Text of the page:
For listeners to whom Beethoven means the heroic Beethoven of the Third Symphony or the humanist Beethoven of Fidelio or the transcendent Beethoven of the Missa Solemnis or the philosophic Beethoven of the late quartets, this 2006 disc by England's Gaudier Ensemble will come as a shock -- a pleasant shock but still a shock. Featuring three relatively early and comparatively unknown chamber works for various combinations of winds, strings, and piano, this Beethoven is witty, charming, sensitive, and altogether captivating. As performed here with deft technique and ineffable delight by the Gaudier Ensemble, the dry humor of the Opus 11 Trio for clarinet, cello, and piano's closing variations on an aria from Weigl's L'amour marinaro, the laugh-out-loud humor of the Opus 16 Quintet for piano, oboe, clarinet, bassoon, and horn's opening Grave -- Allegro ma non troppo, and the effervescent humor of the Opus 25 Serenade for flute, violin, and viola's closing Adagio-Allegro vivace e disinvolto -- Presto are all absolutely enthralling. If Beethoven had not lived to write anything after the Opus 25, he would be remembered as a no less worthy albeit a wholly different composer. Hyperion's sound is rich, warm, and lucid with plenty of detail and lots of depth.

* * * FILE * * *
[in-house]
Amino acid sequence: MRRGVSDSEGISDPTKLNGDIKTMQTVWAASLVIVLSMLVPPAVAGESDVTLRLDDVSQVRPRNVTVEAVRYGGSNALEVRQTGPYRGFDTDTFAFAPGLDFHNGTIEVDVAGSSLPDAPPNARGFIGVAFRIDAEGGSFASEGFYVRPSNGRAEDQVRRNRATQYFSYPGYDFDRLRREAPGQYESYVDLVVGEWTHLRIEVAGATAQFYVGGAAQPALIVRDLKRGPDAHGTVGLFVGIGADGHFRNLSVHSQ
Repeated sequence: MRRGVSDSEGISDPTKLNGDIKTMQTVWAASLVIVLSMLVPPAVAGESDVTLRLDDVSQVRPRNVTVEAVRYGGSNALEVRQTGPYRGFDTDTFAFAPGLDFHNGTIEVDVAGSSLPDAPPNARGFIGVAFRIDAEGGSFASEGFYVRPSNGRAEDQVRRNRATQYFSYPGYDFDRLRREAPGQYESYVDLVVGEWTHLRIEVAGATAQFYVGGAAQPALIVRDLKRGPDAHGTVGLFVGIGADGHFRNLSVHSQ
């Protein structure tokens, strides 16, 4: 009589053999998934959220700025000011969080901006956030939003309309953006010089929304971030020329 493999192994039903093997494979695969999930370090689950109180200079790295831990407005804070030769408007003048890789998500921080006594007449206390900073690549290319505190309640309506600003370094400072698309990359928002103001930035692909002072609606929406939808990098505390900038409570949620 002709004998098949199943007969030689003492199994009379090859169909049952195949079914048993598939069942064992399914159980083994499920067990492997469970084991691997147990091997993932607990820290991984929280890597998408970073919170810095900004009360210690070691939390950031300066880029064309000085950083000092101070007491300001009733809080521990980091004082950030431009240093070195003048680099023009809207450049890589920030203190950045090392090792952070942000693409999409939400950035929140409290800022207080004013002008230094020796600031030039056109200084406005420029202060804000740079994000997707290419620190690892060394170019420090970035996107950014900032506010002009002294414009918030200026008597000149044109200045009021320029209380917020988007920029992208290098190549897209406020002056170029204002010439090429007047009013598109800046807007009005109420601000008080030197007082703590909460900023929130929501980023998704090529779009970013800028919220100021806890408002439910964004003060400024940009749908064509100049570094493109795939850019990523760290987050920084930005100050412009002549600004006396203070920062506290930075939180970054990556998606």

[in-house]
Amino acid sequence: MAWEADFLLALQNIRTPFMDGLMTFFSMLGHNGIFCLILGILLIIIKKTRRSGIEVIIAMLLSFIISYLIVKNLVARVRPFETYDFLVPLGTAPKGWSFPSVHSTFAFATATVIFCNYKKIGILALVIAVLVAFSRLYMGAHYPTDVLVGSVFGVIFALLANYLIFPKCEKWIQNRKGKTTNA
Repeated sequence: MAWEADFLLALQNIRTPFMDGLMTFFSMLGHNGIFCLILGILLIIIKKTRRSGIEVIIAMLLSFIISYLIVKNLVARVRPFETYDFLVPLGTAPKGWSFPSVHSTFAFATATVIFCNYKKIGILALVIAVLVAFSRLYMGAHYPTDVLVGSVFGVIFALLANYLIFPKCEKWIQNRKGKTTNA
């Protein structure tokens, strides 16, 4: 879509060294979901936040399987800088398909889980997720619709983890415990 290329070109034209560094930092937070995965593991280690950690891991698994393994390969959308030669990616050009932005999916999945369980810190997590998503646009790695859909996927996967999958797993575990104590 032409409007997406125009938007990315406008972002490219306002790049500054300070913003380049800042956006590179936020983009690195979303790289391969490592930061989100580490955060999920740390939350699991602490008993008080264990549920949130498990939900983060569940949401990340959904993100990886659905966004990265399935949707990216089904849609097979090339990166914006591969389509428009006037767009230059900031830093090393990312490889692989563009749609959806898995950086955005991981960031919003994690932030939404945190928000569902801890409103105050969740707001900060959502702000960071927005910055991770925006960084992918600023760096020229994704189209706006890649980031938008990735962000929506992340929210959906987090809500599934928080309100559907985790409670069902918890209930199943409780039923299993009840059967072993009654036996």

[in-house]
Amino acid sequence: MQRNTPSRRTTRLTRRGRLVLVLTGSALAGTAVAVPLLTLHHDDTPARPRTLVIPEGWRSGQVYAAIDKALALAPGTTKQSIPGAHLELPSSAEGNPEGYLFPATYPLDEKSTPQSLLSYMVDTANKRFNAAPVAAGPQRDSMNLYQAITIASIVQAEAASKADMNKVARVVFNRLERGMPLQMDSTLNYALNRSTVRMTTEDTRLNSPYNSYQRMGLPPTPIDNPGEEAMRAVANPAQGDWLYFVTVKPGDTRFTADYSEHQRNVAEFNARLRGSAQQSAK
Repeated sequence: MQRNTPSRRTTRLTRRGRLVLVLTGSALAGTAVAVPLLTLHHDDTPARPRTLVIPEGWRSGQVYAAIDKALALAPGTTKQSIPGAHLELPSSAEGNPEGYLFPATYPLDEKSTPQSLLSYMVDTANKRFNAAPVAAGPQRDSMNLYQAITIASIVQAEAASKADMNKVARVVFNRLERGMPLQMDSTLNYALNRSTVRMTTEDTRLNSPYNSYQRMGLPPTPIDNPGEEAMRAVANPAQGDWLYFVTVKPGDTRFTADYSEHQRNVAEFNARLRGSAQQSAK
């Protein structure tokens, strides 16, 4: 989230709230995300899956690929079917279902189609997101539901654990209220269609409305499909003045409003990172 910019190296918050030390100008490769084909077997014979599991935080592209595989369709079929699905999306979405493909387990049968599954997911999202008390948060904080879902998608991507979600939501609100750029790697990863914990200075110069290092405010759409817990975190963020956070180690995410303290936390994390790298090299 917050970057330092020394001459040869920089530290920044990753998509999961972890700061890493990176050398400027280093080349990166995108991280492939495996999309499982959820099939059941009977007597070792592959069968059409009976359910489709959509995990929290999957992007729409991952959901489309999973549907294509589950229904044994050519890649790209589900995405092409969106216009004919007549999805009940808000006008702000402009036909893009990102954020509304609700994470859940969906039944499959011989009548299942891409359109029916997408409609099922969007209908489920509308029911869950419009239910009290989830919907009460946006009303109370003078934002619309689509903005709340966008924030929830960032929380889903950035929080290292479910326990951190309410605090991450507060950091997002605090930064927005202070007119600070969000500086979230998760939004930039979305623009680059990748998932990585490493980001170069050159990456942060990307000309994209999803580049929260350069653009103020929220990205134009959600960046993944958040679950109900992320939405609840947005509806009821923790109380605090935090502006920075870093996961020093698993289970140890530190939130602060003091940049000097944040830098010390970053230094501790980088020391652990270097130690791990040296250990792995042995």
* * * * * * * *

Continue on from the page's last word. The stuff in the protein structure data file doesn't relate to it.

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AllMusic Review by James Leonard
|Trio for clarinet (or violin), cello & piano No. 4 in B flat major ("Gassenhauer"), Op. 11|
|Quintet for piano, oboe, clarinet, horn & bassoon in E flat major, Op. 16|
|Serenade for flute, violin & viola in D major, Op. 25|